And Charlotte actually had a cell phone now. For the last two years she had been begging her parents for one, but Mrs. Mielswetzski said it was ridiculous that kids needed cell phones and Mr. Mielswetzski said something about it just getting confiscated anyway (he was a history teacher at the high school and knew whereof he spoke). Charlotte suspected she was the only person in the entire world who didn't have a phone. But, as she soon learned, not having a cell phone is much better than being given a cell phone so your parents can keep track of you at all times. She needed permission to use it for any other reason, and they said they would know if she misused it because they would check the bills every month.

It was almost as if her parents didn't trust her.

The only things Charlotte was allowed to do were school-sanctioned activities, like gymnastics. She had been quite shocked that her mother had let her try out for the team, but, frankly, her mother had seemed even more shocked that Charlotte had wanted to try out at all and perhaps was not thinking clearly. Charlotte was fairly sure that if she'd been doing gymnastics all her life, her mother would have grounded her from that, too — but since Mrs. Mielswetzski had been trying to get her to do extracurricular activities for years and Charlotte had never had the slightest inclination to do so before, it suddenly must have seemed like a great idea. It's all in the timing.

"Hello, Charlotte," said Mrs. Mielswetzski when she picked up the phone. Her mother used to call her things like "honey," but not anymore. "How was practice?"

"Fine," Charlotte said. It had actually been more than fine. Charlotte had landed a cartwheel on the balance beam for the first time ever, after having tried for weeks. She was so excited she had almost fallen off, which would have made the whole thing a lot less cool-looking. But she didn't fall, and the whole team cheered. And just then, Charlotte Mielswetzski felt like she could probably do a cartwheel anywhere — on a handrail, on a ribbon, on the whisker of her cat — and land it with grace and precision.

But she wasn't going to tell her mother any of that. The last thing she wanted to do was give her the satisfaction of thinking that Charlotte had had even a moment of happiness.

"It's a little late," said Mrs. Mielswetzski.

Charlotte winced. "Practice went long. You can call Coach Seltzer!" (If her tone wasn't that kind, you must forgive her; she had been a little irritable the last few months.)

With a sigh, her mother said, "Okay, Charlotte. Just come straight home. Do you want me to pick you up?"

"No!" said Charlotte quickly. The Mielswetzskis lived just six blocks from the campus of Hartnett Middle School, and when it was warm enough, Charlotte walked to and from school every day. But during the winter she'd had to get a ride from her mother, and it was often frostier inside the car than outside. So Charlotte was always quite eager to find other options. "Maddy stayed after to study. I can get a ride with Mrs. Ruby." Maddy, Charlotte's best friend, had already called her mother to come get them. Maddy had fallen prey to a lengthy and mysterious illness last October, and since then her mom had been all too happy to do just about anything for her. You have to work that sort of situation to your advantage.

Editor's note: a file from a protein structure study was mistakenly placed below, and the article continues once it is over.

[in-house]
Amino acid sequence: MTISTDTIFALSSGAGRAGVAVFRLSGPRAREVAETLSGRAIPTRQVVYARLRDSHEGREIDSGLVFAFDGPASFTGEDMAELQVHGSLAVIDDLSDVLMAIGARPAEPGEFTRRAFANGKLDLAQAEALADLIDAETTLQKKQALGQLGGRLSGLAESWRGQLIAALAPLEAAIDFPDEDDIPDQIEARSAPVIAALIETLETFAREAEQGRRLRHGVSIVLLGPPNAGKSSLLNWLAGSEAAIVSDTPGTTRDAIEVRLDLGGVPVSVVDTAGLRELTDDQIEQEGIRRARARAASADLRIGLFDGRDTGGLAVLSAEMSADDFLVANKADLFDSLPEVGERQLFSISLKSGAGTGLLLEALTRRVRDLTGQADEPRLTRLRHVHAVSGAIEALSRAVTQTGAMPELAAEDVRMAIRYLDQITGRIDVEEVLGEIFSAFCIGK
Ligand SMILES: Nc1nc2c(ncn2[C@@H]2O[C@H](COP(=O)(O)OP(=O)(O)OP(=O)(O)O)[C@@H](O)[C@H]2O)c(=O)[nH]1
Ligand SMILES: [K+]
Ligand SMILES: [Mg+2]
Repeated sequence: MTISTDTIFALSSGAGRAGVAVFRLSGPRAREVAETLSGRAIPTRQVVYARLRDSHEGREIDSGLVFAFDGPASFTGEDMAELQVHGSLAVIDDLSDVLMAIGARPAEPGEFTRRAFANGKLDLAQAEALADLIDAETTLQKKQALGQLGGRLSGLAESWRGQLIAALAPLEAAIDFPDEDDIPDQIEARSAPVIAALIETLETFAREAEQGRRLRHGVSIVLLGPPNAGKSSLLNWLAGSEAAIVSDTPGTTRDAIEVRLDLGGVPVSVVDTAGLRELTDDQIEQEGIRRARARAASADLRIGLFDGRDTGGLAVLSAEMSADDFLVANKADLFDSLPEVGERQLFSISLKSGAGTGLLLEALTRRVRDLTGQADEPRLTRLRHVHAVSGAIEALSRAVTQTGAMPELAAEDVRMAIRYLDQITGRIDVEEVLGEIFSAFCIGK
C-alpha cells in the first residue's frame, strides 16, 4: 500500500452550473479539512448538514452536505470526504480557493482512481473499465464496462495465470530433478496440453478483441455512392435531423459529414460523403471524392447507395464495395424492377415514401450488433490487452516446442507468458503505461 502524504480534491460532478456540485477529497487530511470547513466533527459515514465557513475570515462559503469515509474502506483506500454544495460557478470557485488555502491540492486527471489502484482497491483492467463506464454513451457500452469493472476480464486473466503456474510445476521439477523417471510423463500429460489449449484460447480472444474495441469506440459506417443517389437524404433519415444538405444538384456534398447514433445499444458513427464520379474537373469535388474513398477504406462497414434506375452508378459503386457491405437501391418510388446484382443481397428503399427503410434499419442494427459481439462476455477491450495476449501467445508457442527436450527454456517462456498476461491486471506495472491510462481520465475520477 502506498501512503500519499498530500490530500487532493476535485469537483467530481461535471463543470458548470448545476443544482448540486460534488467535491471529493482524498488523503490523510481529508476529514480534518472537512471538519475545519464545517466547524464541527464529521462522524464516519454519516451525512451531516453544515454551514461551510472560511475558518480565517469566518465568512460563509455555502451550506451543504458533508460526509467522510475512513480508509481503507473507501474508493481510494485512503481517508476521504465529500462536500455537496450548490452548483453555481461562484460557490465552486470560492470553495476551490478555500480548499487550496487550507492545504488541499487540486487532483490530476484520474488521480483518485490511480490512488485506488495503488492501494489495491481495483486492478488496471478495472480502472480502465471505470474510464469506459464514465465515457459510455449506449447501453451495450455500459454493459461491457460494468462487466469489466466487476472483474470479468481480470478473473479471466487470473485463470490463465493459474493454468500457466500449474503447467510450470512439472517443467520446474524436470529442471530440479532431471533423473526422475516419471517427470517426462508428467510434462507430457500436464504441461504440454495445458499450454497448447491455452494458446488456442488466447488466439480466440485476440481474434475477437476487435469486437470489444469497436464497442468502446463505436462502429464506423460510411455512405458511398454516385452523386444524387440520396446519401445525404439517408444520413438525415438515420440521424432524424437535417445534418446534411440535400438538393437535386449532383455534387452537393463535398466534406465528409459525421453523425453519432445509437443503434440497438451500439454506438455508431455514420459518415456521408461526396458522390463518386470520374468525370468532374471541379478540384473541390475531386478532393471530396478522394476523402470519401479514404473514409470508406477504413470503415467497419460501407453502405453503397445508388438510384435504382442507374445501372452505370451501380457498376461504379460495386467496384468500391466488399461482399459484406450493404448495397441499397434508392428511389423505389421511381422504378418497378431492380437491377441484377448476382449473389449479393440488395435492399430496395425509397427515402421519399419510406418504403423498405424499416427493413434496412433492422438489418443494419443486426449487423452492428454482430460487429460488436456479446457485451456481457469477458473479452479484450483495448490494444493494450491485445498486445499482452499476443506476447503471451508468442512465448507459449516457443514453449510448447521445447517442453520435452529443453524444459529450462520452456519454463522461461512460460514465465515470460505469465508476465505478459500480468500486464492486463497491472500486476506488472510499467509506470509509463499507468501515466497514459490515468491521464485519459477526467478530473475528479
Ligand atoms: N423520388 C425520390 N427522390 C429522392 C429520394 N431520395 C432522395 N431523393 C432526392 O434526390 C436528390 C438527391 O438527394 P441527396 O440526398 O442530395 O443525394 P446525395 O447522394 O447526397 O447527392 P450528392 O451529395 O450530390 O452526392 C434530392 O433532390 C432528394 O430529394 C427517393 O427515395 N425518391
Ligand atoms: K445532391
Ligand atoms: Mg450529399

Her mother paused. "All right, Charlotte," she said finally. "I'll be sure to call Mrs. Ruby and thank her later tonight."

Charlotte's cheeks flushed and she hung up without saying good-bye. Before she'd called her mother, she'd still felt a small glow from her accomplishment today — just a spark, really, but after the way the last few months had gone, a spark was good enough. But now that spark was gone. All gone.

Charlotte hadn't been lying. Mrs. Ruby was going to pick them up. Lately Maddy had been staying after school and working in the library while Charlotte was at gymnastics. Maddy was always happy to have an excuse to do homework (unlike Charlotte, who preferred excuses not to do homework), but really she did it just to get some time with Charlotte, since it was the only chance they had to see each other.

Maddy watched Charlotte as she glared at the office phone. "Everything okay?" she asked.

"No," replied Charlotte.

Maddy groaned sympathetically. "We should go watch for Mom."

Charlotte nodded, and Maddy led her out of the office door. The school receptionist looked up and smiled at the girls. "Bye, Charlotte," she said. "See you tomorrow!"

Charlotte grunted.

"So," Maddy said when they reached the school vestibule, "your mom hasn't lightened up at all, I see."

"Nope," said Charlotte.

"It just seems kind of extreme," Maddy said for the hundredth time. "So you failed a math test. It happens."

Charlotte cast a look at her friend. Maddy didn't know the truth about why her parents were so mad at her; Charlotte would have loved to have told her the whole story, but then Maddy would think Charlotte was crazy and would lock her in a nuthouse, and that would put a serious damper on their friendship.

The only person who knew the truth was Charlotte's cousin Zee, but he didn't want to be locked up any more than she did. Oh, and her old English teacher Mr. Metos knew, of course. After everything had happened, Charlotte had hoped he would help her with her parents, but talking to people wasn't really Mr. Metos's strong suit.

The thing is, a few months before, in order to save all the sick kids, Charlotte and Zee had had to sneak down to the Underworld — the Underworld as in the-Greek-mythology Underworld, which is actually real. In fact, as Charlotte learned last fall, much to her surprise, all of Greek myths are real — Zeus, Poseidon, Hades, the whole bit. It's just that nobody knows it. Hades is the god of the Underworld, and a minor god named Philonecron tried to overthrow him, and to make an army he'd stolen and enchanted kids' shadows. That's why Maddy was sick — her shadow was taken, along with the shadows of pretty much every kid in the city, not to mention in London, where Zee had lived.